It was in 2008 when May was declared Motorcycle Safety Awareness Month. This is the time of year when all Kentuckians are encouraged to learn more about the importance of motorcycle safety. Motorcycle Safety Awareness Month was created to remind all motorists to safely share the road and help prevent death and injury on Kentucky roadways. In 2007, motorcycle fatalities reached 5,174 nationwide, and this figure rose to 5,290 in 2008. In Kentucky, a total of 2,109 crashes involving motorcycles happened in 2008. In 2010, motorcycle crashes in Kentucky decreased to 1,881. Motorcycle Safety Awareness Month has inspired many activities and safety campaigns, which has helped keep crash and fatality rates down.
Any person who operates or rides as a passenger on a motorcycle, motor scooter or other two-wheeled motorized vehicle is considered a motorcyclist. In 2012, HB 328, an act relating to the operation of a motorcycle, was passed in the legislative session. Amending KRS 186.450, HB 328 allowed a person who received an intermediate operator’s license to do the following:
- Apply for a motorcycle instruction permit
- Make a motorcycle instruction permit good for one year, with the ability to renew the permit one time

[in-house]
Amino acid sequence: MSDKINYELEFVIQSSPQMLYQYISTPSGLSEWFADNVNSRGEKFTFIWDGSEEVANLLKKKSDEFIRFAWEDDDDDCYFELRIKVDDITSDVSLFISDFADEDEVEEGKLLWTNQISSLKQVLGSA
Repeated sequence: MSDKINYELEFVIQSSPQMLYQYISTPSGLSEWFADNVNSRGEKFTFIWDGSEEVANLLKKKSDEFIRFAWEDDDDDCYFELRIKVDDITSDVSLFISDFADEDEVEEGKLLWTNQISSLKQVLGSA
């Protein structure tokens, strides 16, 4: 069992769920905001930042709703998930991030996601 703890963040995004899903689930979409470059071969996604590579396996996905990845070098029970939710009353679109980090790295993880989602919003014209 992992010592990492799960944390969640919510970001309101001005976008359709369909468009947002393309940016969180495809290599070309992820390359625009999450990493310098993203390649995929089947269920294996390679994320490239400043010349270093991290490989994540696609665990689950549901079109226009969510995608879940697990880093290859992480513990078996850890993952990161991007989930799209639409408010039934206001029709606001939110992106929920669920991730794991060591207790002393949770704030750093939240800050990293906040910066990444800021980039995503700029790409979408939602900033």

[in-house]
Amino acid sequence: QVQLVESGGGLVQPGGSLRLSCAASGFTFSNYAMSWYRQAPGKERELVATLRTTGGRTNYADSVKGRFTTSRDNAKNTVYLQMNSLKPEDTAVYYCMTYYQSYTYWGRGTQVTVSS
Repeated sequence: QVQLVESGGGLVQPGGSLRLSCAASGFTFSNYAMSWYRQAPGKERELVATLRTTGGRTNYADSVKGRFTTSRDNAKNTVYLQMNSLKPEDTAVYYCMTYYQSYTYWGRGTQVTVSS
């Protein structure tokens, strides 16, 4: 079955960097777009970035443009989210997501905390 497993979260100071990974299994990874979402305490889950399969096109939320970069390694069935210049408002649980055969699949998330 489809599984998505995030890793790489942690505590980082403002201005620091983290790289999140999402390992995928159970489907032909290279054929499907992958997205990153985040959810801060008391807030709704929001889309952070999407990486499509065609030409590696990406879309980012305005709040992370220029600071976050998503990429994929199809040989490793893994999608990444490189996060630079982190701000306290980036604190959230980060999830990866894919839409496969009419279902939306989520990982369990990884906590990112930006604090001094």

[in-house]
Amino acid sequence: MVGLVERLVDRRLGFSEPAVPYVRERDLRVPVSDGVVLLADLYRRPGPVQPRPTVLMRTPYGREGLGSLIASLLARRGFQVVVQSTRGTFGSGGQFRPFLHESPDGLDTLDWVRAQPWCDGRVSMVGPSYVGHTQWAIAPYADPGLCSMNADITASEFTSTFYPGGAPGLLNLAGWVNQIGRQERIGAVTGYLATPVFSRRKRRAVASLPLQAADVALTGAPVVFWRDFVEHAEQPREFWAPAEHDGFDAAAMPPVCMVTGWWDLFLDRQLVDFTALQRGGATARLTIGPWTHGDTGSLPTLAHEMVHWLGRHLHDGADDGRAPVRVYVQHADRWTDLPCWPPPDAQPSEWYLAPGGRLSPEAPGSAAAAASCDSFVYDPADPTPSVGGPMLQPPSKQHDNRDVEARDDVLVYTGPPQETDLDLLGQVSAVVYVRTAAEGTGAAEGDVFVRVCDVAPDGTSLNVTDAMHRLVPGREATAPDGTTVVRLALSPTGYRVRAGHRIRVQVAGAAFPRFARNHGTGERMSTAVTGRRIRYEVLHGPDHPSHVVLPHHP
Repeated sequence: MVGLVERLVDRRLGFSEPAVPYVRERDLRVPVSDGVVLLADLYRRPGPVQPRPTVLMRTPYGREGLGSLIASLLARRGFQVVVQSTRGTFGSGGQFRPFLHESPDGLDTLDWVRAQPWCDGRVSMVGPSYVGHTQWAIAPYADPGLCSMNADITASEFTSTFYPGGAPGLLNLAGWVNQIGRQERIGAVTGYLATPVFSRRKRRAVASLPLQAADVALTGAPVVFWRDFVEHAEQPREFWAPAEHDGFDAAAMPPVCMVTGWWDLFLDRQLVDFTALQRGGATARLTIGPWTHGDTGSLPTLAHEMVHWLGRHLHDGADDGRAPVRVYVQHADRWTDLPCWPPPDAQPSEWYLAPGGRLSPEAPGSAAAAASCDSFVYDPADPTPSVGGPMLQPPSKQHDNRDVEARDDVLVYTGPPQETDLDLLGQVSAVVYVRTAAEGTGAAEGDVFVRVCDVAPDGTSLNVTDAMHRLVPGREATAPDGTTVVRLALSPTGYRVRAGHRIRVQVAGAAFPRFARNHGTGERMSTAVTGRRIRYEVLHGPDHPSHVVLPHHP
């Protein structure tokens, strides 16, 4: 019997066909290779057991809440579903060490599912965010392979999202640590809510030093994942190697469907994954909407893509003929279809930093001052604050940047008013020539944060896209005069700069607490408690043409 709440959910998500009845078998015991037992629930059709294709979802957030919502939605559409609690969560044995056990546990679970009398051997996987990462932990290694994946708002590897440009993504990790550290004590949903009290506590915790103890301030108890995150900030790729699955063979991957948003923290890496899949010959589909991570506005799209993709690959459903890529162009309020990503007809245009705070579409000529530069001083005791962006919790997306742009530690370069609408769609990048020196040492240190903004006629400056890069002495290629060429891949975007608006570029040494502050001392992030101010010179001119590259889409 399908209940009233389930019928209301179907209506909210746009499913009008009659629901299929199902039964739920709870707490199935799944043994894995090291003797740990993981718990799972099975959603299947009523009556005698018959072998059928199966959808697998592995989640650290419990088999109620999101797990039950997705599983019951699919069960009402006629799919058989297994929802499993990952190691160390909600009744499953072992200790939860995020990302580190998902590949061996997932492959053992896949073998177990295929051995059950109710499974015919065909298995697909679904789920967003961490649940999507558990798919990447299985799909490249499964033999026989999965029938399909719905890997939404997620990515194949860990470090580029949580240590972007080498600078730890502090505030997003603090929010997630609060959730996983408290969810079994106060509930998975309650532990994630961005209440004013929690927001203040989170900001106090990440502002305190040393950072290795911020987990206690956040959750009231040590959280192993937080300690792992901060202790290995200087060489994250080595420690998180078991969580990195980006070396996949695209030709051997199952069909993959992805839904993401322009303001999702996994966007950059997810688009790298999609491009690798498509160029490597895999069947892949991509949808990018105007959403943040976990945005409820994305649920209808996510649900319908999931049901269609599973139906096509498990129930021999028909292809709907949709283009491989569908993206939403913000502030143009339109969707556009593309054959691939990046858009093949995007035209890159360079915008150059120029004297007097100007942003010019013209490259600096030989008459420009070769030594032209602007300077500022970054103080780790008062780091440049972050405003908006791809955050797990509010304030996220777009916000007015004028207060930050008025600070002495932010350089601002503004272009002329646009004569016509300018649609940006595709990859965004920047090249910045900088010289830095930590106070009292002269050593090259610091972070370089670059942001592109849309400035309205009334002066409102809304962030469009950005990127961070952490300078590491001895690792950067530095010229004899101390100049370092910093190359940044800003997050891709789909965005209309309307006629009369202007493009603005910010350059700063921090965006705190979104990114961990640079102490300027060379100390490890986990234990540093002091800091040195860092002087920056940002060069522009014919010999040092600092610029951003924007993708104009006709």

- Allow a person whose motorcycle instruction permit has expired to renew
- Apply for a motorcycle operator’s license if the person can present proof of successful completion of a motorcycle safety education course
The HB 328 ended the routine of motorcyclists repeatedly renewing a permit instead of getting a motorcycle license. At the same time, this obliged motorcyclists to complete the Motorcycle Safety Course before receiving a license. The bill helped educate and ensure that riders of motorcycles went through the necessary training before obtaining a license.
Groups spreading motorcycle safety awareness
In 2009, Kentucky State Police (KSP) hosted “Motorcycle Safety Awareness Day.” It was a full day of activities including a comprehensive motorcycle safety course covering topics from safe riding tips to proper gear and riding sober. In 2012, the new motorcycle operator’s license test also highlighted Motorcycle Safety Awareness Month. The objective of the test was to help motorcyclists familiarize themselves with the fundamental riding skills and make Kentucky roads a safer place for everyone.
It has been six years since Kentucky joined and observed this important event. This year, June 2014, the Kentucky Office of Highway Safety is partnering with the Kentucky Motorcycle Program on the “Gear Up. Train Up. Ride Kentucky.” campaign. It’s meant to remind motorcyclists to wear protective gear and undergo proper rider safety training. As part of the campaign, radio stations broadcasted safety tips and digital ads in areas such as the county clerk offices, gas stations, motorcycle dealerships and Department of Motor Vehicle Offices. The ads were placed in counties with the highest number of motorcycle crashes.
It’s important that we share the road. Based on statistics, motorcyclists are 30 times more likely to die in a crash than passenger vehicle occupants. Thus, we have to be more alert and always be on the lookout for motorcycle operators. We can get involved by spreading the word and increase awareness about motorcycle safety. The more people that are informed, the fewer accidents we’ll have in Kentucky.